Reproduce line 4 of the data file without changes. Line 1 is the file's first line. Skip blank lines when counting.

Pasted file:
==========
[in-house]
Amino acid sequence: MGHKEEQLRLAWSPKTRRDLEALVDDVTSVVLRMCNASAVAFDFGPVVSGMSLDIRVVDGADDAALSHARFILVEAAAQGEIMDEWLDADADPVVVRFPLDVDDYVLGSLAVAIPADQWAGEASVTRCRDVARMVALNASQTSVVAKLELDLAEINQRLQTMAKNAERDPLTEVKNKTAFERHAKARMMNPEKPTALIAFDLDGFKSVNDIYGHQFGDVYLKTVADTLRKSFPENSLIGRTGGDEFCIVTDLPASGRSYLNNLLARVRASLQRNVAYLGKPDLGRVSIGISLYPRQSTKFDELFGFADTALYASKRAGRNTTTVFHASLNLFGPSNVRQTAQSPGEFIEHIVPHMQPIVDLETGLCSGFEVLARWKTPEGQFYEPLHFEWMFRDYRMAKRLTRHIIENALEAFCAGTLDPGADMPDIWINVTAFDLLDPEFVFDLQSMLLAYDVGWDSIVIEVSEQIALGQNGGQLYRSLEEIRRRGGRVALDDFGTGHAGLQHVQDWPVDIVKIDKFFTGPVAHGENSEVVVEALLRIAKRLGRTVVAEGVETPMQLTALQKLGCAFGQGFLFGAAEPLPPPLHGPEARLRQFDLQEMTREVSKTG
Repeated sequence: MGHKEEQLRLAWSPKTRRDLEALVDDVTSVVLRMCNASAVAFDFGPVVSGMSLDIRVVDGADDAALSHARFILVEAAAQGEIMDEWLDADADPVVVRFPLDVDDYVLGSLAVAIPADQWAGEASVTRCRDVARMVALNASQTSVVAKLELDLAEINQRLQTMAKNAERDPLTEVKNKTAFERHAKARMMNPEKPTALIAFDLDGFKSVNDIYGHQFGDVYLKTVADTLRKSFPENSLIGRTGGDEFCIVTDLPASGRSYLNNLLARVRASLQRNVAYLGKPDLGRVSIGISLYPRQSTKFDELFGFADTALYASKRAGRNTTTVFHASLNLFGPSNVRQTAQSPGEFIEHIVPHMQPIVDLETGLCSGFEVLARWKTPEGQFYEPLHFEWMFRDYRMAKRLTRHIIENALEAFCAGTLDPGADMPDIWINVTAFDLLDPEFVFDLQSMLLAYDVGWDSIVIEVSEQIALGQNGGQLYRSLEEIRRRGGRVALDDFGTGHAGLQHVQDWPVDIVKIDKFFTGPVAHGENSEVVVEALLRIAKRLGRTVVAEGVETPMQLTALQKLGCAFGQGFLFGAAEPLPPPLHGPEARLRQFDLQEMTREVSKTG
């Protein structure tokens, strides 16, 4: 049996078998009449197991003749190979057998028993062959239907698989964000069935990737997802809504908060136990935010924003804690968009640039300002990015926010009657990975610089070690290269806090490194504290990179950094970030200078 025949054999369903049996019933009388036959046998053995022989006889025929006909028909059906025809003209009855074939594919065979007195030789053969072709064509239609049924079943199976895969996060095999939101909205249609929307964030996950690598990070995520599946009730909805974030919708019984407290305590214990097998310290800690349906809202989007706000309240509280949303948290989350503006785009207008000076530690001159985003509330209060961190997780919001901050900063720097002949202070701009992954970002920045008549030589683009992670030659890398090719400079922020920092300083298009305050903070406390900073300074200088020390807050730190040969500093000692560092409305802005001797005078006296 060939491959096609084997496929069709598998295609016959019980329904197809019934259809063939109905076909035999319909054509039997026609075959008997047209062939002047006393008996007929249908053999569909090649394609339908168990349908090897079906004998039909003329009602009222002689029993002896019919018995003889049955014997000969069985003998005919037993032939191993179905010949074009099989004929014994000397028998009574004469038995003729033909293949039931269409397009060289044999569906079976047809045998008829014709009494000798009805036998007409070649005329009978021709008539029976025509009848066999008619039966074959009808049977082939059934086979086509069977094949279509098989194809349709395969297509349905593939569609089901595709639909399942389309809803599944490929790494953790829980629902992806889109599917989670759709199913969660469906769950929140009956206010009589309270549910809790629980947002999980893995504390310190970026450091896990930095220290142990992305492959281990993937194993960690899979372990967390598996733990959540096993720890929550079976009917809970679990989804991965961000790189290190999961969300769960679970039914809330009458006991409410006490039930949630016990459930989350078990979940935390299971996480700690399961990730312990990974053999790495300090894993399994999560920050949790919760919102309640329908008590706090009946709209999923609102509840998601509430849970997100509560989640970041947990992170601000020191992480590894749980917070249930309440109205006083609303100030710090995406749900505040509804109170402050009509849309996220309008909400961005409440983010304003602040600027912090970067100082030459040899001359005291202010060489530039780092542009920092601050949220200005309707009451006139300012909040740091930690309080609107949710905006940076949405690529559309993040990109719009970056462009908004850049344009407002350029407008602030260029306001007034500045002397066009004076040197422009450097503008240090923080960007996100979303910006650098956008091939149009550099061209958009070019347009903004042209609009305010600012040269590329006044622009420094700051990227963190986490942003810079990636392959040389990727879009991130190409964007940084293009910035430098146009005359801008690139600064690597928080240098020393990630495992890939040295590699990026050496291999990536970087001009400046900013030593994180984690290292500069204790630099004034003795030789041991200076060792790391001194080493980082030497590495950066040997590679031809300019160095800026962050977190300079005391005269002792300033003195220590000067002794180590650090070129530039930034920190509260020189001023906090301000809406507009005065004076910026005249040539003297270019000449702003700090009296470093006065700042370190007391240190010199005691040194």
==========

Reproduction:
């Protein structure tokens, strides 16, 4: 049996078998009449197991003749190979057998028993062959239907698989964000069935990737997802809504908060136990935010924003804690968009640039300002990015926010009657990975610089070690290269806090490194504290990179950094970030200078 025949054999369903049996019933009388036959046998053995022989006889025929006909028909059906025809003209009855074939594919065979007195030789053969072709064509239609049924079943199976895969996060095999939101909205249609929307964030996950690598990070995520599946009730909805974030919708019984407290305590214990097998310290800690349906809202989007706000309240509280949303948290989350503006785009207008000076530690001159985003509330209060961190997780919001901050900063720097002949202070701009992954970002920045008549030589683009992670030659890398090719400079922020920092300083298009305050903070406390900073300074200088020390807050730190040969500093000692560092409305802005001797005078006296 060939491959096609084997496929069709598998295609016959019980329904197809019934259809063939109905076909035999319909054509039997026609075959008997047209062939002047006393008996007929249908053999569909090649394609339908168990349908090897079906004998039909003329009602009222002689029993002896019919018995003889049955014997000969069985003998005919037993032939191993179905010949074009099989004929014994000397028998009574004469038995003729033909293949039931269409397009060289044999569906079976047809045998008829014709009494000798009805036998007409070649005329009978021709008539029976025509009848066999008619039966074959009808049977082939059934086979086509069977094949279509098989194809349709395969297509349905593939569609089901595709639909399942389309809803599944490929790494953790829980629902992806889109599917989670759709199913969660469906769950929140009956206010009589309270549910809790629980947002999980893995504390310190970026450091896990930095220290142990992305492959281990993937194993960690899979372990967390598996733990959540096993720890929550079976009917809970679990989804991965961000790189290190999961969300769960679970039914809330009458006991409410006490039930949630016990459930989350078990979940935390299971996480700690399961990730312990990974053999790495300090894993399994999560920050949790919760919102309640329908008590706090009946709209999923609102509840998601509430849970997100509560989640970041947990992170601000020191992480590894749980917070249930309440109205006083609303100030710090995406749900505040509804109170402050009509849309996220309008909400961005409440983010304003602040600027912090970067100082030459040899001359005291202010060489530039780092542009920092601050949220200005309707009451006139300012909040740091930690309080609107949710905006940076949405690529559309993040990109719009970056462009908004850049344009407002350029407008602030260029306001007034500045002397066009004076040197422009450097503008240090923080960007996100979303910006650098956008091939149009550099061209958009070019347009903004042209609009305010600012040269590329006044622009420094700051990227963190986490942003810079990636392959040389990727879009991130190409964007940084293009910035430098146009005359801008690139600064690597928080240098020393990630495992890939040295590699990026050496291999990536970087001009400046900013030593994180984690290292500069204790630099004034003795030789041991200076060792790391001194080493980082030497590495950066040997590679031809300019160095800026962050977190300079005391005269002792300033003195220590000067002794180590650090070129530039930034920190509260020189001023906090301000809406507009005065004076910026005249040539003297270019000449702003700090009296470093006065700042370190007391240190010199005691040194």